Stucco damage over cement block retaining wall


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Old 06-28-14, 09:59 AM
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Stucco damage over cement block retaining wall

Howdy ... trying to get advice on the best way to approach repairing the stucco damage on this cement block retaining wall. Moisture from within the wall appears to be the cause of the damage.

1. before repair, how can I avoid having the same thing happen again?

2. Should all this stucco be removed and then totally redone, or should I repair the damage and then paint over?

The top layer is totally shot with much of it having come loose and there are cracks throughout the sides:



 
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Old 06-28-14, 03:24 PM
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The cap blocks look rough are they loose? I'd repair everything that is damaged/loose at a bare minimum. The top should have a coat of stucco/mortar over it to help prevent moisture from entering the block. Once the block work is repaired, a good coat of primer followed by an elastomeric paint will help keep moisture from getting in the block.
 
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Old 06-29-14, 07:30 AM
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Thanks for your reply. Yes much of the top course has come loose. I don't think the damage is from external moisture as much as moisture coming from the ground inside the cement block.

My thoughts are to remove the top course and pour a layer of cement inside to seal off the moisture, then on to repair.

I am really at a loss as to how to do that. Wondering if I should try to remove all the current stucco and redo the whole job or try to repair/patch.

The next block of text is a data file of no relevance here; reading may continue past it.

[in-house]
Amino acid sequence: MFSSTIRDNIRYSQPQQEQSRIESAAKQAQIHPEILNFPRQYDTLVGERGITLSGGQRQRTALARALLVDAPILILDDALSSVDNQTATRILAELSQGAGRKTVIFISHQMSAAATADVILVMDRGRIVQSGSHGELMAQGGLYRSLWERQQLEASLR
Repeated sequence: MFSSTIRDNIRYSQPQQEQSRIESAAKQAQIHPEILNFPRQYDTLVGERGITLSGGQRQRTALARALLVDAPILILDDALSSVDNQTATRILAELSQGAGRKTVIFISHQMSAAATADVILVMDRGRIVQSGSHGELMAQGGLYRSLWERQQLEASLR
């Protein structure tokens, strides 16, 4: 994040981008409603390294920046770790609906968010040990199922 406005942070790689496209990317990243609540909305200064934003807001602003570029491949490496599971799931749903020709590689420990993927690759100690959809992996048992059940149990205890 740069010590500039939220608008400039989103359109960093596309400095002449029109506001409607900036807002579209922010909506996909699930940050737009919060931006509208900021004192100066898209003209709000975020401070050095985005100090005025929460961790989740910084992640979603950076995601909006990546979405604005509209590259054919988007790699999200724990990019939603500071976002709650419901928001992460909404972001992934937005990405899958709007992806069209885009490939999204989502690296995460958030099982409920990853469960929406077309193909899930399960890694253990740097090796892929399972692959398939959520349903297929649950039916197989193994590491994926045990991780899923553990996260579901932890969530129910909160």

Any help appreciated
 
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Old 06-29-14, 08:14 AM
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It would be best to remove all of the stucco first and start over, if you do not want this to happen again.

After you remove the stucco, be sure that the blocks are secure and straight, using mortar to refasten the blocks together is ideal.

After you have a suitable foundation, I would recommend a base coat (skim coat) put on the blocks themselves that is anywhere from 1/4" to 3/8" in thickness.

On the top of the wall, put a rounded cap on it using mortar or base coat material (like marksr stated), so the water will drain off of the top and run down the sides of the wall, this will eliminate a ton of water related issues in the future.

***You can also use an acrylic type of material as a base coat that is waterproof, to keep out the majority of the water if you want.

It doesn't look like the old wall had a base coat applied, rather a finish coat applied right on top of the blocks.

After the base coat, apply a finish coat in whatever texture you like the best, or whatever matches your existing surroundings.

This would be the best way to ensure that the problem doesn't resurface again.
 
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Old 06-29-14, 08:32 AM
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when you remove 1 of the top 2" masonary units, ck to see if they're pinned to the units below,,, they should be but many times guys take shortcuts,,, expect you get many freeze/thaw cycles in co so don't expect the mortar jnts not to crack